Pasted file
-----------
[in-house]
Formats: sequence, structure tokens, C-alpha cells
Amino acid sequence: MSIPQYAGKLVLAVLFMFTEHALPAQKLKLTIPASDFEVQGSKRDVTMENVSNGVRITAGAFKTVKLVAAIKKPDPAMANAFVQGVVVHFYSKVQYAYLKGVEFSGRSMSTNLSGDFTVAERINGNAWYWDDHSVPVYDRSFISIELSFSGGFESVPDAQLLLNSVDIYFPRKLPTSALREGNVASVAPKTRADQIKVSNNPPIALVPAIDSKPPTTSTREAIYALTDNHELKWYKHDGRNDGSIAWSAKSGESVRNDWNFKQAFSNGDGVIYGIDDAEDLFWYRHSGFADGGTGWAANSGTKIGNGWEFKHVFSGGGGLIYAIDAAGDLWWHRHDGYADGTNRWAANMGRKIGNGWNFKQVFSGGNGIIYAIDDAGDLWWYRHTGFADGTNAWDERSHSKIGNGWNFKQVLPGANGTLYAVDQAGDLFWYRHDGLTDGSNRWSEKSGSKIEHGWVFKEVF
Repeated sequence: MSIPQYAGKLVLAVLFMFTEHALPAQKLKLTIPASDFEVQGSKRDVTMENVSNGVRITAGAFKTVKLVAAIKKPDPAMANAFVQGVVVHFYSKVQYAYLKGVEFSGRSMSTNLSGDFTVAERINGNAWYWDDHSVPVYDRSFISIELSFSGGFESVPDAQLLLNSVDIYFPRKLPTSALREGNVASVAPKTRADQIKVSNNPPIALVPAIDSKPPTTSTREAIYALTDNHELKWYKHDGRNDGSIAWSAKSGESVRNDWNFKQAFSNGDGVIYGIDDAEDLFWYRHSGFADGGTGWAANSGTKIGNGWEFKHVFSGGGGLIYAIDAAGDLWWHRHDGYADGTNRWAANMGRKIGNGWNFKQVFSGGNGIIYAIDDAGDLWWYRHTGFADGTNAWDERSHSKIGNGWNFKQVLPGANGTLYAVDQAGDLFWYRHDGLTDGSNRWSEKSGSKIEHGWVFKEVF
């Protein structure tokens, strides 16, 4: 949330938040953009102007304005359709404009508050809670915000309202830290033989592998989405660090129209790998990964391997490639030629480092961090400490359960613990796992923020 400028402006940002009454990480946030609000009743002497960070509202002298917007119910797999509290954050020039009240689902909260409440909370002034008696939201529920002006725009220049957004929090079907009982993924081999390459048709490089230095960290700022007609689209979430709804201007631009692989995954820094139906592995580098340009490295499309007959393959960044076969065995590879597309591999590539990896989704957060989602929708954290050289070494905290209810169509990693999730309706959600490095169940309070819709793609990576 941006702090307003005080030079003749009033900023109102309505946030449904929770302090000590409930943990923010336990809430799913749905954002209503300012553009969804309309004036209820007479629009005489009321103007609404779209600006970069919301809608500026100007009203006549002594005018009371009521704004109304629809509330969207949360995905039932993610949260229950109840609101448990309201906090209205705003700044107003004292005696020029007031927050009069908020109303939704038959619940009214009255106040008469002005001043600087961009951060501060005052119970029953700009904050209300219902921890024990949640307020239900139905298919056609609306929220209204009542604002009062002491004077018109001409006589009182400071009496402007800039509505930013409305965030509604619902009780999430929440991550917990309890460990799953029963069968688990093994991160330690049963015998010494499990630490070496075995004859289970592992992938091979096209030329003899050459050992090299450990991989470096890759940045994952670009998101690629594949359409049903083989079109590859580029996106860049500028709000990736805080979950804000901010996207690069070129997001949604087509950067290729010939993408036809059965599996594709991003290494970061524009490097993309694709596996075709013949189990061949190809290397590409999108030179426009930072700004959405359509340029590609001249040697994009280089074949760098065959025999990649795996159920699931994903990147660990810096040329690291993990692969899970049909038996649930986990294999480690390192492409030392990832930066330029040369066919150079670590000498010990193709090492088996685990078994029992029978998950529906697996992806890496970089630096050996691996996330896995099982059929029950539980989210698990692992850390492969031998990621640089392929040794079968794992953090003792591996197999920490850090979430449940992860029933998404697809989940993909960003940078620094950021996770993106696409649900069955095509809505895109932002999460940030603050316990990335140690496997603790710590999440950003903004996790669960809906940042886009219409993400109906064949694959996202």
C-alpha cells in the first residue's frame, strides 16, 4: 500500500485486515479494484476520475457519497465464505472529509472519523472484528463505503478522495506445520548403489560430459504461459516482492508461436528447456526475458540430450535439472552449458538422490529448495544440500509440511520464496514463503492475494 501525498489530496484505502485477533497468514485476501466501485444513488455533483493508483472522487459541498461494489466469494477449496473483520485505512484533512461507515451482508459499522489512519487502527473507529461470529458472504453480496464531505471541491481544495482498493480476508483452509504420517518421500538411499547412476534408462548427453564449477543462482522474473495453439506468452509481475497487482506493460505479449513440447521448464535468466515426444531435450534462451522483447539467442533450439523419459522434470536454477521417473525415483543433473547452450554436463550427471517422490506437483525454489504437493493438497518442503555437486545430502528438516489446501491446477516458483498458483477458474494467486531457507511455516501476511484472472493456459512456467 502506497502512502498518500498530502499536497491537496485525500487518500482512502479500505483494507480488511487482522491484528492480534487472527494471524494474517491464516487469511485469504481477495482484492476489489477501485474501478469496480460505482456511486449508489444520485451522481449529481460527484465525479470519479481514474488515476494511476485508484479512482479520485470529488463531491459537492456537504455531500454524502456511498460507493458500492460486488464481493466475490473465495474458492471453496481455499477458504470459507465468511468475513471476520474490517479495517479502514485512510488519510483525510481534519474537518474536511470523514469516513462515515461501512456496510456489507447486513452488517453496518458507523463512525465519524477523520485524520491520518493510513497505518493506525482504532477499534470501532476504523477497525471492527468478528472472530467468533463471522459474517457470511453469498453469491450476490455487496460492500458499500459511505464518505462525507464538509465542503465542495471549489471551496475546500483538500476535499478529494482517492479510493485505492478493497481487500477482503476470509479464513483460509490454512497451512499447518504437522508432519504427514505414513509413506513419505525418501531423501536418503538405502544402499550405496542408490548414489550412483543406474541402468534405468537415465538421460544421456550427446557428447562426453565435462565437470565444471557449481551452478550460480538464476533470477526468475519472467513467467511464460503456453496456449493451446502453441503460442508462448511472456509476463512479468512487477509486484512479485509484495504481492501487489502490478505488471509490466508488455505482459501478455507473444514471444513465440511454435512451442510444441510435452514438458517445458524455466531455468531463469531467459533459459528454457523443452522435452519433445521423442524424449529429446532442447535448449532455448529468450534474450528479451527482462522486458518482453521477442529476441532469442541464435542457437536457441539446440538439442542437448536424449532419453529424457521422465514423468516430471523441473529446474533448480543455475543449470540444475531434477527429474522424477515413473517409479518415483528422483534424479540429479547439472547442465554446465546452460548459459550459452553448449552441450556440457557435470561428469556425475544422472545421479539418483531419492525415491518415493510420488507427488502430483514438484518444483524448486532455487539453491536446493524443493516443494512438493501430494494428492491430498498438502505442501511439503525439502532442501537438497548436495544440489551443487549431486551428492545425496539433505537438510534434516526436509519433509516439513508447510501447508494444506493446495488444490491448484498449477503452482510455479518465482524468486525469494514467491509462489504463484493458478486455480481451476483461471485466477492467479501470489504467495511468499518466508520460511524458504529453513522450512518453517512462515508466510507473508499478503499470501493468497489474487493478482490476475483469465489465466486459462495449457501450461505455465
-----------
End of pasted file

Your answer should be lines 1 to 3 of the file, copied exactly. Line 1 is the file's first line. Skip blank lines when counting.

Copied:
[in-house]
Formats: sequence, structure tokens, C-alpha cells
Amino acid sequence: MSIPQYAGKLVLAVLFMFTEHALPAQKLKLTIPASDFEVQGSKRDVTMENVSNGVRITAGAFKTVKLVAAIKKPDPAMANAFVQGVVVHFYSKVQYAYLKGVEFSGRSMSTNLSGDFTVAERINGNAWYWDDHSVPVYDRSFISIELSFSGGFESVPDAQLLLNSVDIYFPRKLPTSALREGNVASVAPKTRADQIKVSNNPPIALVPAIDSKPPTTSTREAIYALTDNHELKWYKHDGRNDGSIAWSAKSGESVRNDWNFKQAFSNGDGVIYGIDDAEDLFWYRHSGFADGGTGWAANSGTKIGNGWEFKHVFSGGGGLIYAIDAAGDLWWHRHDGYADGTNRWAANMGRKIGNGWNFKQVFSGGNGIIYAIDDAGDLWWYRHTGFADGTNAWDERSHSKIGNGWNFKQVLPGANGTLYAVDQAGDLFWYRHDGLTDGSNRWSEKSGSKIEHGWVFKEVF